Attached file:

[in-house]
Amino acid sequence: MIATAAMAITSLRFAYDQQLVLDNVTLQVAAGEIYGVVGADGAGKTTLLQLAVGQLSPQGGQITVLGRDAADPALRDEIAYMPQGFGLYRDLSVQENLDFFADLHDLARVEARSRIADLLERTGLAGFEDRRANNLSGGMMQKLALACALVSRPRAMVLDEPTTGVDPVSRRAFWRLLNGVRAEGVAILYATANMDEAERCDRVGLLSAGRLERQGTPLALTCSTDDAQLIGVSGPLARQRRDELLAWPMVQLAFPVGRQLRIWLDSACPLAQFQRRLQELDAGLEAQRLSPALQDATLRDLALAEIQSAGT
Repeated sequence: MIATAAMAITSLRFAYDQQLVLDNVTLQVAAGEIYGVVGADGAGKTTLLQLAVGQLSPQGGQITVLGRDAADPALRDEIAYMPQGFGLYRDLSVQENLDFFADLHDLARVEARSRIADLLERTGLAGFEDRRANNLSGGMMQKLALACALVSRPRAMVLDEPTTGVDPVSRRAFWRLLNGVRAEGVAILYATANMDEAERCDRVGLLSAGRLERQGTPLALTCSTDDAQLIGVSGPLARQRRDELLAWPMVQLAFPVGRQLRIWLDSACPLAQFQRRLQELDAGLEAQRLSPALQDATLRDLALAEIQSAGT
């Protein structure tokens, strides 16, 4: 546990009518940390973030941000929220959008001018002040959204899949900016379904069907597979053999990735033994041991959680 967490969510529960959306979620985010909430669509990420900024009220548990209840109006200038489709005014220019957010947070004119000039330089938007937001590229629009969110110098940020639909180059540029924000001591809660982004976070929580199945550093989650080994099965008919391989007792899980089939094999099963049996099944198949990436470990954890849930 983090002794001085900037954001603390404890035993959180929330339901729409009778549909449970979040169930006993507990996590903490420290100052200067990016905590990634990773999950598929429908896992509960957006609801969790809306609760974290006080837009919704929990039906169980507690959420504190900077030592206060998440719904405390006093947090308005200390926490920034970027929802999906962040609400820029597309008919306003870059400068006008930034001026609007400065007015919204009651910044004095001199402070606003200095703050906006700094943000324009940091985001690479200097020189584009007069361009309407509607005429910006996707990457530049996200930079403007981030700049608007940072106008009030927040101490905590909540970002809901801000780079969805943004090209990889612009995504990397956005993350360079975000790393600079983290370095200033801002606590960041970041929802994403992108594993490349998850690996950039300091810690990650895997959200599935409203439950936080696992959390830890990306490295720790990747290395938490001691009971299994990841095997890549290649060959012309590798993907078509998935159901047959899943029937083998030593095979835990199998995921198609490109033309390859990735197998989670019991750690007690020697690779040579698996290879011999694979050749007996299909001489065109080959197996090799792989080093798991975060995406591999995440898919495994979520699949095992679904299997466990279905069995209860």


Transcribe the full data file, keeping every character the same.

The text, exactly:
[in-house]
Amino acid sequence: MIATAAMAITSLRFAYDQQLVLDNVTLQVAAGEIYGVVGADGAGKTTLLQLAVGQLSPQGGQITVLGRDAADPALRDEIAYMPQGFGLYRDLSVQENLDFFADLHDLARVEARSRIADLLERTGLAGFEDRRANNLSGGMMQKLALACALVSRPRAMVLDEPTTGVDPVSRRAFWRLLNGVRAEGVAILYATANMDEAERCDRVGLLSAGRLERQGTPLALTCSTDDAQLIGVSGPLARQRRDELLAWPMVQLAFPVGRQLRIWLDSACPLAQFQRRLQELDAGLEAQRLSPALQDATLRDLALAEIQSAGT
Repeated sequence: MIATAAMAITSLRFAYDQQLVLDNVTLQVAAGEIYGVVGADGAGKTTLLQLAVGQLSPQGGQITVLGRDAADPALRDEIAYMPQGFGLYRDLSVQENLDFFADLHDLARVEARSRIADLLERTGLAGFEDRRANNLSGGMMQKLALACALVSRPRAMVLDEPTTGVDPVSRRAFWRLLNGVRAEGVAILYATANMDEAERCDRVGLLSAGRLERQGTPLALTCSTDDAQLIGVSGPLARQRRDELLAWPMVQLAFPVGRQLRIWLDSACPLAQFQRRLQELDAGLEAQRLSPALQDATLRDLALAEIQSAGT
């Protein structure tokens, strides 16, 4: 546990009518940390973030941000929220959008001018002040959204899949900016379904069907597979053999990735033994041991959680 967490969510529960959306979620985010909430669509990420900024009220548990209840109006200038489709005014220019957010947070004119000039330089938007937001590229629009969110110098940020639909180059540029924000001591809660982004976070929580199945550093989650080994099965008919391989007792899980089939094999099963049996099944198949990436470990954890849930 983090002794001085900037954001603390404890035993959180929330339901729409009778549909449970979040169930006993507990996590903490420290100052200067990016905590990634990773999950598929429908896992509960957006609801969790809306609760974290006080837009919704929990039906169980507690959420504190900077030592206060998440719904405390006093947090308005200390926490920034970027929802999906962040609400820029597309008919306003870059400068006008930034001026609007400065007015919204009651910044004095001199402070606003200095703050906006700094943000324009940091985001690479200097020189584009007069361009309407509607005429910006996707990457530049996200930079403007981030700049608007940072106008009030927040101490905590909540970002809901801000780079969805943004090209990889612009995504990397956005993350360079975000790393600079983290370095200033801002606590960041970041929802994403992108594993490349998850690996950039300091810690990650895997959200599935409203439950936080696992959390830890990306490295720790990747290395938490001691009971299994990841095997890549290649060959012309590798993907078509998935159901047959899943029937083998030593095979835990199998995921198609490109033309390859990735197998989670019991750690007690020697690779040579698996290879011999694979050749007996299909001489065109080959197996090799792989080093798991975060995406591999995440898919495994979520699949095992679904299997466990279905069995209860």